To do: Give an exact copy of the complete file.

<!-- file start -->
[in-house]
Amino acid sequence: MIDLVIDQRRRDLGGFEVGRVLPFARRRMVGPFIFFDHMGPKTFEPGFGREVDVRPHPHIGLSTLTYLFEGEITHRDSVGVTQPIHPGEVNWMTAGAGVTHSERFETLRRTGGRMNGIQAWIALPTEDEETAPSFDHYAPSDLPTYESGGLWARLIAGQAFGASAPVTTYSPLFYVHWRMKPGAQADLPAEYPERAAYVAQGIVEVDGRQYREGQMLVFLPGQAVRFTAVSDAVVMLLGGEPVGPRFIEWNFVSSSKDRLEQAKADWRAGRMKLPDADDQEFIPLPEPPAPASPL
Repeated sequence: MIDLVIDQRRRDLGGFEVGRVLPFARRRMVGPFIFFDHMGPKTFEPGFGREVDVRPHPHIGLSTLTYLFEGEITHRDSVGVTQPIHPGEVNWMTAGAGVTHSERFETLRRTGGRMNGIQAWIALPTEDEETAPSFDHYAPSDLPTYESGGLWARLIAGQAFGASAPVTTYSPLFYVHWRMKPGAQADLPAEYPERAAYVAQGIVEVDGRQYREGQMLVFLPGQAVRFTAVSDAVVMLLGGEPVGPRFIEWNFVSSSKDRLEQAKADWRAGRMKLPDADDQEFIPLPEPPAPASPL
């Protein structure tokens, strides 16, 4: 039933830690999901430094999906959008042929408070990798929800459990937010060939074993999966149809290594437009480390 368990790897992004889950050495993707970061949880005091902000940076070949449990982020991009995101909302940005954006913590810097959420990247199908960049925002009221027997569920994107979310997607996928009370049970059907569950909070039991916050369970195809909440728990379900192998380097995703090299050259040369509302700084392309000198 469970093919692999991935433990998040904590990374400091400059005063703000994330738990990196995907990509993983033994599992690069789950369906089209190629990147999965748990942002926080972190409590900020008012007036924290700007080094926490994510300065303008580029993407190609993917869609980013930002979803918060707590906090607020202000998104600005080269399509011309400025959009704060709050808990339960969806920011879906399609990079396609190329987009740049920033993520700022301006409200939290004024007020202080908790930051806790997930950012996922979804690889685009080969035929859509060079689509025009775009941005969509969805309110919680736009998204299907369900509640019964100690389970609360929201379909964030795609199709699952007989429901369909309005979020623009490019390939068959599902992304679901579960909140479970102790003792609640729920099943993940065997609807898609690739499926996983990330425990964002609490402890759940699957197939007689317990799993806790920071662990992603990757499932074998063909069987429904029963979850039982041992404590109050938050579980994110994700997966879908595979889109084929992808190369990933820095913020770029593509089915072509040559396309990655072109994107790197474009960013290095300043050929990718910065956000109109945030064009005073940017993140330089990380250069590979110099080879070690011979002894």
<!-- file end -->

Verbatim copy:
[in-house]
Amino acid sequence: MIDLVIDQRRRDLGGFEVGRVLPFARRRMVGPFIFFDHMGPKTFEPGFGREVDVRPHPHIGLSTLTYLFEGEITHRDSVGVTQPIHPGEVNWMTAGAGVTHSERFETLRRTGGRMNGIQAWIALPTEDEETAPSFDHYAPSDLPTYESGGLWARLIAGQAFGASAPVTTYSPLFYVHWRMKPGAQADLPAEYPERAAYVAQGIVEVDGRQYREGQMLVFLPGQAVRFTAVSDAVVMLLGGEPVGPRFIEWNFVSSSKDRLEQAKADWRAGRMKLPDADDQEFIPLPEPPAPASPL
Repeated sequence: MIDLVIDQRRRDLGGFEVGRVLPFARRRMVGPFIFFDHMGPKTFEPGFGREVDVRPHPHIGLSTLTYLFEGEITHRDSVGVTQPIHPGEVNWMTAGAGVTHSERFETLRRTGGRMNGIQAWIALPTEDEETAPSFDHYAPSDLPTYESGGLWARLIAGQAFGASAPVTTYSPLFYVHWRMKPGAQADLPAEYPERAAYVAQGIVEVDGRQYREGQMLVFLPGQAVRFTAVSDAVVMLLGGEPVGPRFIEWNFVSSSKDRLEQAKADWRAGRMKLPDADDQEFIPLPEPPAPASPL
């Protein structure tokens, strides 16, 4: 039933830690999901430094999906959008042929408070990798929800459990937010060939074993999966149809290594437009480390 368990790897992004889950050495993707970061949880005091902000940076070949449990982020991009995101909302940005954006913590810097959420990247199908960049925002009221027997569920994107979310997607996928009370049970059907569950909070039991916050369970195809909440728990379900192998380097995703090299050259040369509302700084392309000198 469970093919692999991935433990998040904590990374400091400059005063703000994330738990990196995907990509993983033994599992690069789950369906089209190629990147999965748990942002926080972190409590900020008012007036924290700007080094926490994510300065303008580029993407190609993917869609980013930002979803918060707590906090607020202000998104600005080269399509011309400025959009704060709050808990339960969806920011879906399609990079396609190329987009740049920033993520700022301006409200939290004024007020202080908790930051806790997930950012996922979804690889685009080969035929859509060079689509025009775009941005969509969805309110919680736009998204299907369900509640019964100690389970609360929201379909964030795609199709699952007989429901369909309005979020623009490019390939068959599902992304679901579960909140479970102790003792609640729920099943993940065997609807898609690739499926996983990330425990964002609490402890759940699957197939007689317990799993806790920071662990992603990757499932074998063909069987429904029963979850039982041992404590109050938050579980994110994700997966879908595979889109084929992808190369990933820095913020770029593509089915072509040559396309990655072109994107790197474009960013290095300043050929990718910065956000109109945030064009005073940017993140330089990380250069590979110099080879070690011979002894």